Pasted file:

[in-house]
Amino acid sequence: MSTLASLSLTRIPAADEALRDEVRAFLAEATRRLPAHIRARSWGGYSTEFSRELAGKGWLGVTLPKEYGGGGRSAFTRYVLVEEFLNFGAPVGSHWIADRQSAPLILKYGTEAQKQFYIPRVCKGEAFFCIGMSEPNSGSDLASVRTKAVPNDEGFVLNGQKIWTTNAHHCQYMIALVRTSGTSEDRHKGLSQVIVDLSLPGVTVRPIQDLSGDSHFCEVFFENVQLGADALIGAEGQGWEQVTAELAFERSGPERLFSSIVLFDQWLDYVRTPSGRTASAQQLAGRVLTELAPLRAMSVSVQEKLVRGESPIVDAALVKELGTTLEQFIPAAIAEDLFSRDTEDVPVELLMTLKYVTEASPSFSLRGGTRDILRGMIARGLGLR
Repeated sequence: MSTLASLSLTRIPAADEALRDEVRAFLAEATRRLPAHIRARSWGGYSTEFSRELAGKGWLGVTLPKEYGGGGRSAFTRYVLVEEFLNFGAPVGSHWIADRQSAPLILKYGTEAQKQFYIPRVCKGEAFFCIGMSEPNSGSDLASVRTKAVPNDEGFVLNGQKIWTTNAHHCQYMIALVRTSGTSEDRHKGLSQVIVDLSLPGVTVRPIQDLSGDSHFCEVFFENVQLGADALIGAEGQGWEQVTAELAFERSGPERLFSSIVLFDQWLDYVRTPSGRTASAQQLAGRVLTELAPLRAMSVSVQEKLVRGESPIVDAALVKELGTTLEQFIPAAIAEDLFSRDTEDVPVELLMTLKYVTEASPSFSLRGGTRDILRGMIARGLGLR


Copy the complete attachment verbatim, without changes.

[in-house]
Amino acid sequence: MSTLASLSLTRIPAADEALRDEVRAFLAEATRRLPAHIRARSWGGYSTEFSRELAGKGWLGVTLPKEYGGGGRSAFTRYVLVEEFLNFGAPVGSHWIADRQSAPLILKYGTEAQKQFYIPRVCKGEAFFCIGMSEPNSGSDLASVRTKAVPNDEGFVLNGQKIWTTNAHHCQYMIALVRTSGTSEDRHKGLSQVIVDLSLPGVTVRPIQDLSGDSHFCEVFFENVQLGADALIGAEGQGWEQVTAELAFERSGPERLFSSIVLFDQWLDYVRTPSGRTASAQQLAGRVLTELAPLRAMSVSVQEKLVRGESPIVDAALVKELGTTLEQFIPAAIAEDLFSRDTEDVPVELLMTLKYVTEASPSFSLRGGTRDILRGMIARGLGLR
Repeated sequence: MSTLASLSLTRIPAADEALRDEVRAFLAEATRRLPAHIRARSWGGYSTEFSRELAGKGWLGVTLPKEYGGGGRSAFTRYVLVEEFLNFGAPVGSHWIADRQSAPLILKYGTEAQKQFYIPRVCKGEAFFCIGMSEPNSGSDLASVRTKAVPNDEGFVLNGQKIWTTNAHHCQYMIALVRTSGTSEDRHKGLSQVIVDLSLPGVTVRPIQDLSGDSHFCEVFFENVQLGADALIGAEGQGWEQVTAELAFERSGPERLFSSIVLFDQWLDYVRTPSGRTASAQQLAGRVLTELAPLRAMSVSVQEKLVRGESPIVDAALVKELGTTLEQFIPAAIAEDLFSRDTEDVPVELLMTLKYVTEASPSFSLRGGTRDILRGMIARGLGLR